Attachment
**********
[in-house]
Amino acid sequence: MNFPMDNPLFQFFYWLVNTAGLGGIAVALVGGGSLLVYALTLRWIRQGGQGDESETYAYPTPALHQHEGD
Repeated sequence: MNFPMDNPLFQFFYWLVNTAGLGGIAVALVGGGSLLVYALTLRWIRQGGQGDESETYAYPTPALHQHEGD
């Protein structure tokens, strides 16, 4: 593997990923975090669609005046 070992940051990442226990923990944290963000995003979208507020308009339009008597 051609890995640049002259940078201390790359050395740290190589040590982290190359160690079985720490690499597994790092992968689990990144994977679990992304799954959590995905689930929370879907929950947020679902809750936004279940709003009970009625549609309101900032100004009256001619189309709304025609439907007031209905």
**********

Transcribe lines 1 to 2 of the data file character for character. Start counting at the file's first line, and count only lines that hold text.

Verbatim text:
[in-house]
Amino acid sequence: MNFPMDNPLFQFFYWLVNTAGLGGIAVALVGGGSLLVYALTLRWIRQGGQGDESETYAYPTPALHQHEGD